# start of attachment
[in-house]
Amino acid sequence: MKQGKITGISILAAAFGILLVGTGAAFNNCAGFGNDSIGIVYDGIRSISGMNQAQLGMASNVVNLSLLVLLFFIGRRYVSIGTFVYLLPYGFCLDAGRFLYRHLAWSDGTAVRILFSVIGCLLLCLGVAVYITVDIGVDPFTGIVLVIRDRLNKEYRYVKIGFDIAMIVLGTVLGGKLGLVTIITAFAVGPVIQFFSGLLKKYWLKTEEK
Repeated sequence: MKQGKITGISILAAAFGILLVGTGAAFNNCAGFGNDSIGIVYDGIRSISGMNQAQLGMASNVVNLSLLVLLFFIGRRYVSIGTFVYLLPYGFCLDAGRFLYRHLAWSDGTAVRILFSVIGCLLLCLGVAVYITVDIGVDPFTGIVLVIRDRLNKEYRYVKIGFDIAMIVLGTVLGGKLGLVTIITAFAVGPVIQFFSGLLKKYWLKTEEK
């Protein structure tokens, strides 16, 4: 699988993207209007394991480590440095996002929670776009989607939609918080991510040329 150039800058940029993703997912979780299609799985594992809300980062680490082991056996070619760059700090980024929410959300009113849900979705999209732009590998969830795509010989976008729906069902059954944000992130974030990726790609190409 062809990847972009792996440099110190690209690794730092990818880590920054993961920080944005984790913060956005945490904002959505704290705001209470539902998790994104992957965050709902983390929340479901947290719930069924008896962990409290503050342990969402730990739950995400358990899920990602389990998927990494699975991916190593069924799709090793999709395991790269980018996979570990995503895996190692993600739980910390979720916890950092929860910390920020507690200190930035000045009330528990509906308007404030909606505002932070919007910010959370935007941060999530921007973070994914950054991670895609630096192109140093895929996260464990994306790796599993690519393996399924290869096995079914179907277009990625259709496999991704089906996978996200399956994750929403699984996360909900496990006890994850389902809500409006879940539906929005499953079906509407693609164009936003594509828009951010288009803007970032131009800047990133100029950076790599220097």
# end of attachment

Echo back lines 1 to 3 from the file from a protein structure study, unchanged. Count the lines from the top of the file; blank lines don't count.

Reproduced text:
[in-house]
Amino acid sequence: MKQGKITGISILAAAFGILLVGTGAAFNNCAGFGNDSIGIVYDGIRSISGMNQAQLGMASNVVNLSLLVLLFFIGRRYVSIGTFVYLLPYGFCLDAGRFLYRHLAWSDGTAVRILFSVIGCLLLCLGVAVYITVDIGVDPFTGIVLVIRDRLNKEYRYVKIGFDIAMIVLGTVLGGKLGLVTIITAFAVGPVIQFFSGLLKKYWLKTEEK
Repeated sequence: MKQGKITGISILAAAFGILLVGTGAAFNNCAGFGNDSIGIVYDGIRSISGMNQAQLGMASNVVNLSLLVLLFFIGRRYVSIGTFVYLLPYGFCLDAGRFLYRHLAWSDGTAVRILFSVIGCLLLCLGVAVYITVDIGVDPFTGIVLVIRDRLNKEYRYVKIGFDIAMIVLGTVLGGKLGLVTIITAFAVGPVIQFFSGLLKKYWLKTEEK